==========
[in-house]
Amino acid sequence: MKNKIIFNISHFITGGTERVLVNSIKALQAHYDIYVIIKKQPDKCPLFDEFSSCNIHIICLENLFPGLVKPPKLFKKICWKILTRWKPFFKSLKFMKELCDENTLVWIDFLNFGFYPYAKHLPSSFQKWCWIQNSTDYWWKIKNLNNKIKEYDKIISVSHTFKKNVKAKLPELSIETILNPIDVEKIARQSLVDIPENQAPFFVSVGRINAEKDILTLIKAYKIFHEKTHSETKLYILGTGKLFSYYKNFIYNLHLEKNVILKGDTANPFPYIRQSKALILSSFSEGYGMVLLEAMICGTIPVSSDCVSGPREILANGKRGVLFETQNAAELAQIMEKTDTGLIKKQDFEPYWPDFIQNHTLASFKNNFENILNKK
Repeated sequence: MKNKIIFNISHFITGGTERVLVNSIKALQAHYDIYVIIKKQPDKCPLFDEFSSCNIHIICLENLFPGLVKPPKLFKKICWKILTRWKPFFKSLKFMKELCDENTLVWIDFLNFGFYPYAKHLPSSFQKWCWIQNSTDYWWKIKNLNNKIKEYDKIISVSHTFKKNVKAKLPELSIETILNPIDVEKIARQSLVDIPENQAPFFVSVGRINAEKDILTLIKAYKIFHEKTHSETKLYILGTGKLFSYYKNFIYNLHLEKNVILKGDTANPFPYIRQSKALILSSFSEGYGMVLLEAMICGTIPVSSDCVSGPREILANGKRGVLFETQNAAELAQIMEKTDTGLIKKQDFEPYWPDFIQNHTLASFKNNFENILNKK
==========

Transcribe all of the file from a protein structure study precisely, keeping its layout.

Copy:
[in-house]
Amino acid sequence: MKNKIIFNISHFITGGTERVLVNSIKALQAHYDIYVIIKKQPDKCPLFDEFSSCNIHIICLENLFPGLVKPPKLFKKICWKILTRWKPFFKSLKFMKELCDENTLVWIDFLNFGFYPYAKHLPSSFQKWCWIQNSTDYWWKIKNLNNKIKEYDKIISVSHTFKKNVKAKLPELSIETILNPIDVEKIARQSLVDIPENQAPFFVSVGRINAEKDILTLIKAYKIFHEKTHSETKLYILGTGKLFSYYKNFIYNLHLEKNVILKGDTANPFPYIRQSKALILSSFSEGYGMVLLEAMICGTIPVSSDCVSGPREILANGKRGVLFETQNAAELAQIMEKTDTGLIKKQDFEPYWPDFIQNHTLASFKNNFENILNKK
Repeated sequence: MKNKIIFNISHFITGGTERVLVNSIKALQAHYDIYVIIKKQPDKCPLFDEFSSCNIHIICLENLFPGLVKPPKLFKKICWKILTRWKPFFKSLKFMKELCDENTLVWIDFLNFGFYPYAKHLPSSFQKWCWIQNSTDYWWKIKNLNNKIKEYDKIISVSHTFKKNVKAKLPELSIETILNPIDVEKIARQSLVDIPENQAPFFVSVGRINAEKDILTLIKAYKIFHEKTHSETKLYILGTGKLFSYYKNFIYNLHLEKNVILKGDTANPFPYIRQSKALILSSFSEGYGMVLLEAMICGTIPVSSDCVSGPREILANGKRGVLFETQNAAELAQIMEKTDTGLIKKQDFEPYWPDFIQNHTLASFKNNFENILNKK